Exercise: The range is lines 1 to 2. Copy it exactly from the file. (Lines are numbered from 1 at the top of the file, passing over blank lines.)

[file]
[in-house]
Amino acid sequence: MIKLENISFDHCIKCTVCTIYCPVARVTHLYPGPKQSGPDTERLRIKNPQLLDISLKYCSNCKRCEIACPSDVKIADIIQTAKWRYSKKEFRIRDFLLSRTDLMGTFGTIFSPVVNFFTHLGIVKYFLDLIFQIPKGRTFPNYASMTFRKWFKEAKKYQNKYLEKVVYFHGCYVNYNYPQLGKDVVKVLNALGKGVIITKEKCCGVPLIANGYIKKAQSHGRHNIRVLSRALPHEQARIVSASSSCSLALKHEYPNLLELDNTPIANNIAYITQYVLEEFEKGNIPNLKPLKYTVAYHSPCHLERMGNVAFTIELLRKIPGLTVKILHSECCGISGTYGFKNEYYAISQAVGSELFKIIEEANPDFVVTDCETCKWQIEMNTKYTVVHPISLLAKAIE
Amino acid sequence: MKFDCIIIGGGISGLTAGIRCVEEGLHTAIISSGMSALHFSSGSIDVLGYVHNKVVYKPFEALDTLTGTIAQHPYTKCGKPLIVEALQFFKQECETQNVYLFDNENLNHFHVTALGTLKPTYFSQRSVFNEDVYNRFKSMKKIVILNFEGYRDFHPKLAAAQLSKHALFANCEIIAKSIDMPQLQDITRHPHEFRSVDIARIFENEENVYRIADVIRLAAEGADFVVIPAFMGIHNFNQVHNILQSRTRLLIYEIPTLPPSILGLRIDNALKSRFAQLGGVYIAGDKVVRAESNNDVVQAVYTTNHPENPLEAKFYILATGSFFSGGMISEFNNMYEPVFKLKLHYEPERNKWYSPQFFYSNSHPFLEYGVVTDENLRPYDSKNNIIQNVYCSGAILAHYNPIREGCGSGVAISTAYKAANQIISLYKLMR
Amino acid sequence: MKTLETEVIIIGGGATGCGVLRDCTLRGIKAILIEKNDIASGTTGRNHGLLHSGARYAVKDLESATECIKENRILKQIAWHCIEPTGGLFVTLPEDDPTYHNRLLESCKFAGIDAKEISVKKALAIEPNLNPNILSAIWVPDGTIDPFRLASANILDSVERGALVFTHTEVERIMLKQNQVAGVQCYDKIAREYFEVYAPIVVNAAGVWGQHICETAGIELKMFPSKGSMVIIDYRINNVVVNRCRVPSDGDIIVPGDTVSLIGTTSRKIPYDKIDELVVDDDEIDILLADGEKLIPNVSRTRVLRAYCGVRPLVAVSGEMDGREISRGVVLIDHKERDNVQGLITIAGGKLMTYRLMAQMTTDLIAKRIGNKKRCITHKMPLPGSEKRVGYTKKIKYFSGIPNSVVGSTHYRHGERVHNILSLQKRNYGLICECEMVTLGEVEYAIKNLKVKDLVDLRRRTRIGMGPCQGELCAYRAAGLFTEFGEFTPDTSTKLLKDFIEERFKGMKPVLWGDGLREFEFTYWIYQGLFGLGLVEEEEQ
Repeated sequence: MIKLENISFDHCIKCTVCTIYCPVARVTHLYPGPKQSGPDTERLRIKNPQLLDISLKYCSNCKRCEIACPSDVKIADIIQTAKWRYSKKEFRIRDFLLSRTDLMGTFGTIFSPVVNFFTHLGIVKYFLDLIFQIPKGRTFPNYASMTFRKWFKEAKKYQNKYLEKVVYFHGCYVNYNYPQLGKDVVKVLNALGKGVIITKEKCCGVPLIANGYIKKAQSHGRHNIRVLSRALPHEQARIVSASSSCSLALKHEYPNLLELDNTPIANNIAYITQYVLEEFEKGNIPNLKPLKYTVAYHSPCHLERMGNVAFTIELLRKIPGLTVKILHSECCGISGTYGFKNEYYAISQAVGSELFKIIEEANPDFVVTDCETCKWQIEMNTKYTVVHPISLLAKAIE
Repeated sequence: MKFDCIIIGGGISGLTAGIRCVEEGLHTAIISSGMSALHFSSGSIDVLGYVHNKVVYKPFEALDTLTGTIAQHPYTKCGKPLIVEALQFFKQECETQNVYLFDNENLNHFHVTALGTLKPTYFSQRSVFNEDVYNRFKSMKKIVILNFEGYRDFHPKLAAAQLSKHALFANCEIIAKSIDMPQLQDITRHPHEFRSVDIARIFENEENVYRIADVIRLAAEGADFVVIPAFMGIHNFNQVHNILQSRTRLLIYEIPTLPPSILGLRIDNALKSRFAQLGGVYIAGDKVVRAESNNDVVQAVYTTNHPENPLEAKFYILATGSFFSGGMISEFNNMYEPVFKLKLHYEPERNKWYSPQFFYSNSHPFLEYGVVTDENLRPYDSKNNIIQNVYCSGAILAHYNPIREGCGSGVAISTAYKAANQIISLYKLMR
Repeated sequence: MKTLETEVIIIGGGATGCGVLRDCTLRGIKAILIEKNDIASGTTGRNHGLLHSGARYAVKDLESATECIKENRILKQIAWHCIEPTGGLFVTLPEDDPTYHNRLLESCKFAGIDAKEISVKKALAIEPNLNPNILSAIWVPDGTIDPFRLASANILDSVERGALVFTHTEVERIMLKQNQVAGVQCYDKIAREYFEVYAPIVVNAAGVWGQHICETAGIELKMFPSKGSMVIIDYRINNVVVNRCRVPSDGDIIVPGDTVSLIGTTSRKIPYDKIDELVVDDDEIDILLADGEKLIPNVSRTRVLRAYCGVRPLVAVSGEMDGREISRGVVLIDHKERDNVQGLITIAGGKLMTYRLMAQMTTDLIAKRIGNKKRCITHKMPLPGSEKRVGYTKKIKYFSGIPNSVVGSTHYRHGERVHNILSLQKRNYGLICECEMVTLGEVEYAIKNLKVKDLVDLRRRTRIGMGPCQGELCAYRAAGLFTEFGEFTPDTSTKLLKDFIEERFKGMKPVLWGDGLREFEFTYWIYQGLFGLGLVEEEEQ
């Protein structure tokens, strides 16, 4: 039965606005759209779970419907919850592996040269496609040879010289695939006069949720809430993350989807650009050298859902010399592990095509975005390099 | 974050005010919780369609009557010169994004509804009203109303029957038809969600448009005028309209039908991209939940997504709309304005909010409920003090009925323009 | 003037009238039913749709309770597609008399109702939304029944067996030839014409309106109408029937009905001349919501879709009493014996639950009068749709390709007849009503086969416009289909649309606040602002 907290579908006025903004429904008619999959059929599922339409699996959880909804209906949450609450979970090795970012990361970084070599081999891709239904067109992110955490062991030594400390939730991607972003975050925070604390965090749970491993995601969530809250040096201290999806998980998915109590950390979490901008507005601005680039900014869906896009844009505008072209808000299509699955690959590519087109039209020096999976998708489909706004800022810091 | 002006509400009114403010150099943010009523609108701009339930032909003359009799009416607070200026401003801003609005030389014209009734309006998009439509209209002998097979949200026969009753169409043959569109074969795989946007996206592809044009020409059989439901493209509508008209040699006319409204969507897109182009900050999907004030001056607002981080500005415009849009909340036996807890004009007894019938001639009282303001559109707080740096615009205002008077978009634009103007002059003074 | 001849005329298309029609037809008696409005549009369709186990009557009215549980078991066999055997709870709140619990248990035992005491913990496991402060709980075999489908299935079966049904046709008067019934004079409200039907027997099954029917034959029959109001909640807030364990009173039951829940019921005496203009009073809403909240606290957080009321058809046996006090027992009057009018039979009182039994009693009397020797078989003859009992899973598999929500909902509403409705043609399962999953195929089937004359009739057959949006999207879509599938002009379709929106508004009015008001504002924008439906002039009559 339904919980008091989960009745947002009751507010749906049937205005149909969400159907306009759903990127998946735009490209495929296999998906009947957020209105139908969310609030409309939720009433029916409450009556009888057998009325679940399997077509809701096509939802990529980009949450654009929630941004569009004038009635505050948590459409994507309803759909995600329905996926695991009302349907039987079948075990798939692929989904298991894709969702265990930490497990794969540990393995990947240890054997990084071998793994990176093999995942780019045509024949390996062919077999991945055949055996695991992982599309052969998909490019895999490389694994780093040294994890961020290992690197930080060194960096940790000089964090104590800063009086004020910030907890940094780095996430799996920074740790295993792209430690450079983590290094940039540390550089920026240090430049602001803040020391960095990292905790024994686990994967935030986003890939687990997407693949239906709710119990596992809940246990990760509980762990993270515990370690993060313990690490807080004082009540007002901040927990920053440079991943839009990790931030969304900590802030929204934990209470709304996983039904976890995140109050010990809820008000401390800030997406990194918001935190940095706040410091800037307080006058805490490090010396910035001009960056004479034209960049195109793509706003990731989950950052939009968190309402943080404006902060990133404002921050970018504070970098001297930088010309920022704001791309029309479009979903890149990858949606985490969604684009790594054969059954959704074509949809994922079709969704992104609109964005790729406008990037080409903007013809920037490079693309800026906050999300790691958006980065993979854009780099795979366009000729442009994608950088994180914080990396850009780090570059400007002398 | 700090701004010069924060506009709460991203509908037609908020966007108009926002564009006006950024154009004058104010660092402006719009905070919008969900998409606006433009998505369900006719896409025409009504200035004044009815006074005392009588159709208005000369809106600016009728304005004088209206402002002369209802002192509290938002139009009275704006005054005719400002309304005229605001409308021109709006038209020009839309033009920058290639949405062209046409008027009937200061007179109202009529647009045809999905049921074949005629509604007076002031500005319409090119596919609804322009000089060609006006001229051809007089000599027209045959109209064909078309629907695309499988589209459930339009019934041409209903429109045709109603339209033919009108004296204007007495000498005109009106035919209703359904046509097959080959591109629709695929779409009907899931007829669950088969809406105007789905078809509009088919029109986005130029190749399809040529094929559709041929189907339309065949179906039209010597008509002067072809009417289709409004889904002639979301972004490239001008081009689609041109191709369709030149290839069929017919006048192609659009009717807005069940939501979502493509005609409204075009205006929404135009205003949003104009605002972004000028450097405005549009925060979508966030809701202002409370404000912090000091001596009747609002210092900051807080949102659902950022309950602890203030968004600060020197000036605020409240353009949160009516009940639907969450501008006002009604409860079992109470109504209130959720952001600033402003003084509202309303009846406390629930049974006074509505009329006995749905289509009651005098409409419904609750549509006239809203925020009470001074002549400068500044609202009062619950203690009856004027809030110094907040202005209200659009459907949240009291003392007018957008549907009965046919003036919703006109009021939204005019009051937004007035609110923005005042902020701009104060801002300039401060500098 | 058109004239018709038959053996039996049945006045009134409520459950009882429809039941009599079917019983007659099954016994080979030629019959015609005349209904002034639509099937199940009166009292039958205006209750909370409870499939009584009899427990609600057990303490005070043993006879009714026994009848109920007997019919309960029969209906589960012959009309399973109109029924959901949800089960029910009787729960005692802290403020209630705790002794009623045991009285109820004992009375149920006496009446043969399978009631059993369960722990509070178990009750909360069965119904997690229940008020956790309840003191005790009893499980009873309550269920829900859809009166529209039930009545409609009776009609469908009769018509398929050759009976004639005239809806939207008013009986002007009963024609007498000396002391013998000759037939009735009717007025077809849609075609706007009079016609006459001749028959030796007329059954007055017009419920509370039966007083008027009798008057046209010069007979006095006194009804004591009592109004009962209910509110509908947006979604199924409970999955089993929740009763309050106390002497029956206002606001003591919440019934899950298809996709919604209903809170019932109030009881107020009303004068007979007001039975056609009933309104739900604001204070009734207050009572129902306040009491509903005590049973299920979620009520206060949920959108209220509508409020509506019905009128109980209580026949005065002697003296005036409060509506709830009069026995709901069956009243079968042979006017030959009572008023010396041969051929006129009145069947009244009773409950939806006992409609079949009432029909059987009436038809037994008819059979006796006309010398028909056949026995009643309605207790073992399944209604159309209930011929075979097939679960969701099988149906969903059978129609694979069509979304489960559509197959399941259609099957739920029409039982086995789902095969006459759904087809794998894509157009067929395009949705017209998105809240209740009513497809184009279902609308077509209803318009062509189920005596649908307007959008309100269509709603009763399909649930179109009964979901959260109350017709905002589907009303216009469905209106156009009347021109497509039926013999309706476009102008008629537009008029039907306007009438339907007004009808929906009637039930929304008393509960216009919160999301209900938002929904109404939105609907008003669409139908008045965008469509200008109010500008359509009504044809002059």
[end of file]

[in-house]
Amino acid sequence: MIKLENISFDHCIKCTVCTIYCPVARVTHLYPGPKQSGPDTERLRIKNPQLLDISLKYCSNCKRCEIACPSDVKIADIIQTAKWRYSKKEFRIRDFLLSRTDLMGTFGTIFSPVVNFFTHLGIVKYFLDLIFQIPKGRTFPNYASMTFRKWFKEAKKYQNKYLEKVVYFHGCYVNYNYPQLGKDVVKVLNALGKGVIITKEKCCGVPLIANGYIKKAQSHGRHNIRVLSRALPHEQARIVSASSSCSLALKHEYPNLLELDNTPIANNIAYITQYVLEEFEKGNIPNLKPLKYTVAYHSPCHLERMGNVAFTIELLRKIPGLTVKILHSECCGISGTYGFKNEYYAISQAVGSELFKIIEEANPDFVVTDCETCKWQIEMNTKYTVVHPISLLAKAIE